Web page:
Growing the Saginaw Farmers' Market
MSU Extension has helped the Saginaw Farmers Market expand and grow.
The Downtown Saginaw Farmers' Market continues the wonderful tradition of farmers markets in Saginaw for the last century by providing fresh local produce and offering a welcoming gathering place for the entire community and region.
For the last 10 years, MSU Extension Educator Julia Darnton has been working with the Downtown Saginaw Farmers’ Market. For most of that time, the market has been seeking an opportunity to have a permanent home with a pavilion that provides more cover from the rain. In 2018, the market, which is operated as a non-profit organization, was able to relocate to their new home at the new SVRC Marketplace at 203 South Washington Avenue where they operated an outdoor seasonal market.
Since 2007, the Downtown Saginaw Farmers’ Market has been able to process EBT transactions for people receiving SNAP food assistance and has reached out to parents with small children who receive WIC benefits to get coupons for fresh food at the market through a program called Project FRESH. The market is also an important outlet for fresh food for seniors through a program called Senior Market FRESH.
Since 2012, the Market has offered incentives for customers who use food assistance through a state-wide program called Double Up Food Bucks. This program doubles a customer’s food assistance benefits up to $20 each day the market is open.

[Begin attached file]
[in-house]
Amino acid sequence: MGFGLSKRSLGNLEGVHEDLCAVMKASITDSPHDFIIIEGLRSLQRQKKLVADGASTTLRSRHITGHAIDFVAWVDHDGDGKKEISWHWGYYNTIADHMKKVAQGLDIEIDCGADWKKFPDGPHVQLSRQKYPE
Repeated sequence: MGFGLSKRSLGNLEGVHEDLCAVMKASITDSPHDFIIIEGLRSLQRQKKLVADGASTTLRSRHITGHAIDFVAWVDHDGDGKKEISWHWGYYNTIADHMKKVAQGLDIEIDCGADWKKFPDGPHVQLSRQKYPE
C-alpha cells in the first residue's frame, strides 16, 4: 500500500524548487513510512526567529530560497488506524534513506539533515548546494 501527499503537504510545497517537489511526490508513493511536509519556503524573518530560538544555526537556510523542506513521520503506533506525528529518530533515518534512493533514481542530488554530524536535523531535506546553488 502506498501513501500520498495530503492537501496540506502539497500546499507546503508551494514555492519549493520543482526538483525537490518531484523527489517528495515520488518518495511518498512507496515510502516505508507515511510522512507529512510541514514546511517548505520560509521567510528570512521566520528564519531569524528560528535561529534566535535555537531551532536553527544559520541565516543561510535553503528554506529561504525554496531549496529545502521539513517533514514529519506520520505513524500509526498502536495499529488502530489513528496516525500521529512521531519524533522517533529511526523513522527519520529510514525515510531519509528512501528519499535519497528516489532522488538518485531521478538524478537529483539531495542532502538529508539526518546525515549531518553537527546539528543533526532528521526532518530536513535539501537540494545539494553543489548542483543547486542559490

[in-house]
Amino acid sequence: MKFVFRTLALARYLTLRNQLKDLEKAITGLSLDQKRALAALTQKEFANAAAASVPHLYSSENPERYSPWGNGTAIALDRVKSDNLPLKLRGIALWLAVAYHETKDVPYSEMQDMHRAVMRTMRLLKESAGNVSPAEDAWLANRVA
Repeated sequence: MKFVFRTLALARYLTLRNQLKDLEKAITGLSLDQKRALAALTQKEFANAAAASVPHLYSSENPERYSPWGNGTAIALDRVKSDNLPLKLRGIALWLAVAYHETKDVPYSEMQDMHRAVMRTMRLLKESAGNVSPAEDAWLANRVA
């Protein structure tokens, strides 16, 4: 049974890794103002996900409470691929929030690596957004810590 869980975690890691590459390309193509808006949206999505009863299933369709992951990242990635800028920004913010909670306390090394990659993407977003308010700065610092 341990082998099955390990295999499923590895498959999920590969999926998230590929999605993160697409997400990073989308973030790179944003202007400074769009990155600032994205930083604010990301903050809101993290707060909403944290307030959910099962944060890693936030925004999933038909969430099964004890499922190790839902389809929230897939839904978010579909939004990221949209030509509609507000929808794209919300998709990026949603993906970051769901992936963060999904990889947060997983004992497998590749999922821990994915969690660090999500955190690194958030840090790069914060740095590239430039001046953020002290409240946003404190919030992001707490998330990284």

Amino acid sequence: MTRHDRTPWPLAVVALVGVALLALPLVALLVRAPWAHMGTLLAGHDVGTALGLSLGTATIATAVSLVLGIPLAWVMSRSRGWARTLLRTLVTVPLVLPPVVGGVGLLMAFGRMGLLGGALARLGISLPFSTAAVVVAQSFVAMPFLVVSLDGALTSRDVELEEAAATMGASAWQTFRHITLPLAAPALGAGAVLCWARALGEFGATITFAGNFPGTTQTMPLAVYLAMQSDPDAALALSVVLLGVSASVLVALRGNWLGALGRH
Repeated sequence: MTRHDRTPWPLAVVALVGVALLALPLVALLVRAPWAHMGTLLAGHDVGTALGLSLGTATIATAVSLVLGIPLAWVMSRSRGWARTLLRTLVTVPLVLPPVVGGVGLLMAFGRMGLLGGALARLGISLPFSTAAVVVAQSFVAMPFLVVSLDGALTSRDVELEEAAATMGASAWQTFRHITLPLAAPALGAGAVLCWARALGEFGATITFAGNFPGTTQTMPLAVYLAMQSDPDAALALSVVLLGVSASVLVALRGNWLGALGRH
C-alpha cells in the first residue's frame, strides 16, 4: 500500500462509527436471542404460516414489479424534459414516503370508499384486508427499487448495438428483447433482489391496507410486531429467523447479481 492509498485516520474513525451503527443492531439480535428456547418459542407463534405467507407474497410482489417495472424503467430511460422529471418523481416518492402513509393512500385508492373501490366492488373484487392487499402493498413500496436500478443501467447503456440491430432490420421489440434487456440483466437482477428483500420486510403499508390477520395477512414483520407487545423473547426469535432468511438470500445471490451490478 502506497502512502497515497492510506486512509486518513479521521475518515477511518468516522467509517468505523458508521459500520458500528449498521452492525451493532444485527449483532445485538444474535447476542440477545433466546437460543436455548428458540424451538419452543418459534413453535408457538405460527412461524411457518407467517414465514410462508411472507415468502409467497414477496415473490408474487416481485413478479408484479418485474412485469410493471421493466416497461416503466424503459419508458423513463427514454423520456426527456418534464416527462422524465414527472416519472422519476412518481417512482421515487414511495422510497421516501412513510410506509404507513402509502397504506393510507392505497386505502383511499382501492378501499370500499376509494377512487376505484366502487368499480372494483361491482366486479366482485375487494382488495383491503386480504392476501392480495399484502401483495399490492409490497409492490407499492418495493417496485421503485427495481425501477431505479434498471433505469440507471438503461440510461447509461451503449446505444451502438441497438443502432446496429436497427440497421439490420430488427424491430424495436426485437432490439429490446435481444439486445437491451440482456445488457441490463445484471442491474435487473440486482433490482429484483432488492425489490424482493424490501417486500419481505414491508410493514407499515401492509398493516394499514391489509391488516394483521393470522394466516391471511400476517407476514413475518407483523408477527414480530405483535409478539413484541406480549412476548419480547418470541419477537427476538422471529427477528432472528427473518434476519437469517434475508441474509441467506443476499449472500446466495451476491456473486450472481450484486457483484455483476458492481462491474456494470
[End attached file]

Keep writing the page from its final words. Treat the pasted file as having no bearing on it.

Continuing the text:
This year, Julia and market volunteers reached out to youth through a program called the Power of Produce. This program, designed for kids ages 5-13, taught kids lessons about fresh vegetables and fruit. The objective of the program was to get kids to try new foods and learn about nutrition. Les-sons coincided with seasonal foods and featured: zucchini, blueberries, beets, cucumbers, winter squash, and apples.
Kids learned skills about using knives safely, the importance of physical activity, how vegetables can be in lots of different foods (anyone for beet cake?), how to preserve food, and how different varieties of foods can taste very different through an apple variety tasting! In its first year, the program engaged 200 kids in lessons and each participating child received a two-dollar “pop buck” to spend with market vendors.
Michigan State University Extension also provides education about nutrition at the farmers market so families can learn how to shop at the market, how to stretch their food dollars, and how to make the most of what they get at the market. Education on food preservation has also been offered at the Market to help people safely extend the life of their fresh vegetables. Julia supports farmers markets in the region as well as across the state through a partnership with the Michigan Farmers Market Association (MIFMA) which trains the people that manage farmers markets in hopes of making them sustainable outlets for fresh food across the state.
In Saginaw County, there are farmers markets operating in Birch Run, Chesaning, Frankenmuth, Hemlock, St. Charles, and Saginaw. Vendors at these markets come from the region with most traveling fewer than 30 miles to sell at the market. The regional food system in the Great Lakes Bay Region is strong.